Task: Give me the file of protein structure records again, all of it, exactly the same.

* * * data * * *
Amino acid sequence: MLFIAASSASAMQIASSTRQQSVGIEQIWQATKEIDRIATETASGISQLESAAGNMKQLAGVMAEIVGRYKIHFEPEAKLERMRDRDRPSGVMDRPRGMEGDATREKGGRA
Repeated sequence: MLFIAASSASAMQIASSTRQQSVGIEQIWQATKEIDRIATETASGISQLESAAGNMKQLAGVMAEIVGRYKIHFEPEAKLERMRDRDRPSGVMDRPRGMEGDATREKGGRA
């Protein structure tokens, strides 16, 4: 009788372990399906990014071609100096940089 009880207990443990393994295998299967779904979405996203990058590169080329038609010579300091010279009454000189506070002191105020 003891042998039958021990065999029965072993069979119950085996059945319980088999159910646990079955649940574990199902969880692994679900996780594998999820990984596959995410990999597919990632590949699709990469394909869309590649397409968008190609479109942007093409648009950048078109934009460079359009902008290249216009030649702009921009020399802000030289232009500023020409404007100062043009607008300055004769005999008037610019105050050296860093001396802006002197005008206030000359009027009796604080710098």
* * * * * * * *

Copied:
Amino acid sequence: MLFIAASSASAMQIASSTRQQSVGIEQIWQATKEIDRIATETASGISQLESAAGNMKQLAGVMAEIVGRYKIHFEPEAKLERMRDRDRPSGVMDRPRGMEGDATREKGGRA
Repeated sequence: MLFIAASSASAMQIASSTRQQSVGIEQIWQATKEIDRIATETASGISQLESAAGNMKQLAGVMAEIVGRYKIHFEPEAKLERMRDRDRPSGVMDRPRGMEGDATREKGGRA
């Protein structure tokens, strides 16, 4: 009788372990399906990014071609100096940089 009880207990443990393994295998299967779904979405996203990058590169080329038609010579300091010279009454000189506070002191105020 003891042998039958021990065999029965072993069979119950085996059945319980088999159910646990079955649940574990199902969880692994679900996780594998999820990984596959995410990999597919990632590949699709990469394909869309590649397409968008190609479109942007093409648009950048078109934009460079359009902008290249216009030649702009921009020399802000030289232009500023020409404007100062043009607008300055004769005999008037610019105050050296860093001396802006002197005008206030000359009027009796604080710098």